Cisco Systems announced Thursday that it is doubling the speed of its Aggregation Services Router (ASR) 1000 Series routers to 20Gbit/sec., only eight months after introducing the product line.
The improvement is made possible with a new embedded services processor that can be installed in the ASR 1000 Series router, said Tere' Bracco, senior manager for network systems at Cisco, in an interview. Each processor, now available, costs US$50,000.
The added speed in the router device will improve performance and security options, Bracco said. The ASR 1000, for aggregating data at the edge of the private network where it joins the Internet in a WAN, was sold to 250 customers globally in only eight months, she said. It was introduced in March. About 2,000 devices have been sold, according to Cisco documents.
Data center consolidation projects, added security tools and new data-rich collaboration applications all increase the need for a new WAN infrastructure that benefits from fast aggregation, Bracco added.
For security, the new processor also provides 8Gbit/sec. IPsec encryption and VPN tunnel services, Bracco added. In addition, Cisco today announced WAN optimization enhancements for the ASR series, as well as integrated threat control and simplified management for Cisco Security Manager software.
Zeus Kerravala, an analyst at Yankee Group Research, said the new speed will matter, especially at aggregation points for processing security packets and data-rich applications. The security improvements also make it possible to replace a WAN edge security firewall, he added.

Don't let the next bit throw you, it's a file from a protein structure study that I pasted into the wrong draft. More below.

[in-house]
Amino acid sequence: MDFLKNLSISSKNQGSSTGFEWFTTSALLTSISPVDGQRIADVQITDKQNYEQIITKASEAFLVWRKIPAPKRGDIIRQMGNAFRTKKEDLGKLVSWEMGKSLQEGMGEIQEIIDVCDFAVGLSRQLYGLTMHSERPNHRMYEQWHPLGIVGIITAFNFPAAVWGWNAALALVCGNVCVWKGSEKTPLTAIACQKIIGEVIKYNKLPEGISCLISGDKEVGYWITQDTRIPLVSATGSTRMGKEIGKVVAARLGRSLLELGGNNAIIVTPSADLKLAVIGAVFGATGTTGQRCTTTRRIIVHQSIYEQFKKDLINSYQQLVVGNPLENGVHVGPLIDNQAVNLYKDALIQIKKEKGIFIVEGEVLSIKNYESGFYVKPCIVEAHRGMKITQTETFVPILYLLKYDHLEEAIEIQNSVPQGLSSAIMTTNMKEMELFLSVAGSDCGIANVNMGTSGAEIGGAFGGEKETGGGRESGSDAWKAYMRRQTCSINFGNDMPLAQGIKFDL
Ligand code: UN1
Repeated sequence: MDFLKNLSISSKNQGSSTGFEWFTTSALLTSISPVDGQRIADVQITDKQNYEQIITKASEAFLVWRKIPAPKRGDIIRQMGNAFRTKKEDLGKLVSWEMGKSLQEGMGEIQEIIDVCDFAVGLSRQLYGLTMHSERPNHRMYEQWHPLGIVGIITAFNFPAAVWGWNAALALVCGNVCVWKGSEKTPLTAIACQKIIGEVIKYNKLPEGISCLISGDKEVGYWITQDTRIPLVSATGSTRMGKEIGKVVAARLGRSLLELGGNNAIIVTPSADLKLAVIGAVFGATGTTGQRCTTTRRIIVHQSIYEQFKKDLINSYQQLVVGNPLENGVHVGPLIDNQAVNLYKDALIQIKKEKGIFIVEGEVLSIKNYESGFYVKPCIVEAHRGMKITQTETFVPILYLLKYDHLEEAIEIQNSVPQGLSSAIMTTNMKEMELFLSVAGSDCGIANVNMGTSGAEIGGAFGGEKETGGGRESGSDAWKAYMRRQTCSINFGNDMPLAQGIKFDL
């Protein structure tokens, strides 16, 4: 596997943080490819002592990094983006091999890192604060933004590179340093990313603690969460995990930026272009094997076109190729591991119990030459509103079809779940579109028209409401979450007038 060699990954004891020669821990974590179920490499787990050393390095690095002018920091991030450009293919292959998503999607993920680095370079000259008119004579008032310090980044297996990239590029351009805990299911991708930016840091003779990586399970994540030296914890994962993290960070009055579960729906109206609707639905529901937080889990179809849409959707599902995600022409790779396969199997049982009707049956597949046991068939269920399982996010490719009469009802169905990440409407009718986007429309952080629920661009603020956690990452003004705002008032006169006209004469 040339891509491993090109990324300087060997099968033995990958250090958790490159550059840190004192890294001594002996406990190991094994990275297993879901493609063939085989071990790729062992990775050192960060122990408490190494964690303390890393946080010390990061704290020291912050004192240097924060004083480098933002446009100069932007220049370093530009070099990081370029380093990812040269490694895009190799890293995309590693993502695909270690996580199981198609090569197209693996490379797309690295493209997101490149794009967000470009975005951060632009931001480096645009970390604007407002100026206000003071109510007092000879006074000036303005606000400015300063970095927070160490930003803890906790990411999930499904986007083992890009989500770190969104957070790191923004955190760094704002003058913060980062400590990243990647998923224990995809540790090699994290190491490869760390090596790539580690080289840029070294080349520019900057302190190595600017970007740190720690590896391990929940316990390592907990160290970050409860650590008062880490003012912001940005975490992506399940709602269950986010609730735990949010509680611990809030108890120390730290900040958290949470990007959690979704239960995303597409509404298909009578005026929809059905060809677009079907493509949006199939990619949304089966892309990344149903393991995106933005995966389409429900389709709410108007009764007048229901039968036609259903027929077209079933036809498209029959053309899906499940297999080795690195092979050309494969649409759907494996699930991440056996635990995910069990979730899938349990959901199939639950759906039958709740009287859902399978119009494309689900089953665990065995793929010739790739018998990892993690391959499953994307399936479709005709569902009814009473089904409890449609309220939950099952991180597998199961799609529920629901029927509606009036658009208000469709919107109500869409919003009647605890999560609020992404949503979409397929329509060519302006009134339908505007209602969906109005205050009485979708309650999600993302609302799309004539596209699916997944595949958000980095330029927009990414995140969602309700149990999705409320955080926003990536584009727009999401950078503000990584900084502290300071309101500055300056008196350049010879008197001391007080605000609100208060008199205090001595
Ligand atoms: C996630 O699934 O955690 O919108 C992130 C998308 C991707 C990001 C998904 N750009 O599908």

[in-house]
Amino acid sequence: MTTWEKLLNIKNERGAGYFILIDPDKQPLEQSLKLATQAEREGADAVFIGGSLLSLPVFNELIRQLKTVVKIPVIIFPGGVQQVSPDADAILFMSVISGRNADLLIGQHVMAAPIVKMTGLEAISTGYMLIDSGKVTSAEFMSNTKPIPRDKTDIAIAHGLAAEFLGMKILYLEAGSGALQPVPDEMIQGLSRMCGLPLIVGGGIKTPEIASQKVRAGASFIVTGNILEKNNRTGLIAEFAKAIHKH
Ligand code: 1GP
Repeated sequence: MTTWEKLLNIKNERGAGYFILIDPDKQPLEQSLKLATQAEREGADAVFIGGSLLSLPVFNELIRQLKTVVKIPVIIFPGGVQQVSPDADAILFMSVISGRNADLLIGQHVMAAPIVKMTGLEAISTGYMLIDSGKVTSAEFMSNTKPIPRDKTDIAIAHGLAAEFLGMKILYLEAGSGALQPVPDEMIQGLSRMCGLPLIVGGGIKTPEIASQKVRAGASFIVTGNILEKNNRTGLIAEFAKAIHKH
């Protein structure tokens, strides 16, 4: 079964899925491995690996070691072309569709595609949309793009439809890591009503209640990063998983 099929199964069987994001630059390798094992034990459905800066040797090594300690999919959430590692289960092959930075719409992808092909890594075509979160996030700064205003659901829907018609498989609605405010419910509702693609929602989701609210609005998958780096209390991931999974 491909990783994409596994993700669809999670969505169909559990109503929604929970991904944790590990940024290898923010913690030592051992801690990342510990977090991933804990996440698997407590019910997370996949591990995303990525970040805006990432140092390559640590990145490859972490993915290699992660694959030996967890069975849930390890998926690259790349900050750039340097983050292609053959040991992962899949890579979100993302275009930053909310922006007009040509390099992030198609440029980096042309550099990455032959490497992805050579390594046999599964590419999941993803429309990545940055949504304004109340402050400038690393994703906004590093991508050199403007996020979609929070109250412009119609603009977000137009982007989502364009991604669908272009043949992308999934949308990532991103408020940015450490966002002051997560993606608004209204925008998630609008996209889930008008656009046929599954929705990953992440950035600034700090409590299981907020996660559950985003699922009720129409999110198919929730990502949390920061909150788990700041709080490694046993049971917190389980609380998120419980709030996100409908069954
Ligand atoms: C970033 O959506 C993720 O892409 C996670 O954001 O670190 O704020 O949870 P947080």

Kerravala said he knew of no other vendor offering such speed in a similar router.
NHS Lothian, the second largest health care provider in Scotland, recently installed eight ASR 1000 routers with 10Gbit/sec. speed in four sites on its WAN, which serves 68 sites and about 22,000 users in all, said Iain Robertson, head of IT operations and infrastructure at NHS Lothian.
Having higher speeds at 20Gbit/sec. is "very much of interest," Robertson said in an e-mail, since the health care provider plans to install new devices in the spring that produce digital images of up to 6GB in size.
The existing routers have been used to support a new patient management system, as well as a new digital X-ray system, which has eliminated the need to produce and process film for X-rays with chemicals, Robertson said. With the patient management system, NHS Lothian also uses encryption over the WAN to protect patient records, which include treatments, diagnoses and digital x-rays.
In all, NHS Lothian spent about US$280,000 on the eight ASRs, Robertson said. He said it's too early to tell if the ASRs are cost-effective but added, "I believe they will be, as we have a platform which is scalable and able to support some of the huge bandwidth requirements that are being thrown at us in the health sector." IT technicians at the health center have seen an added benefit with easy setup and configuration of the ASRs, he added.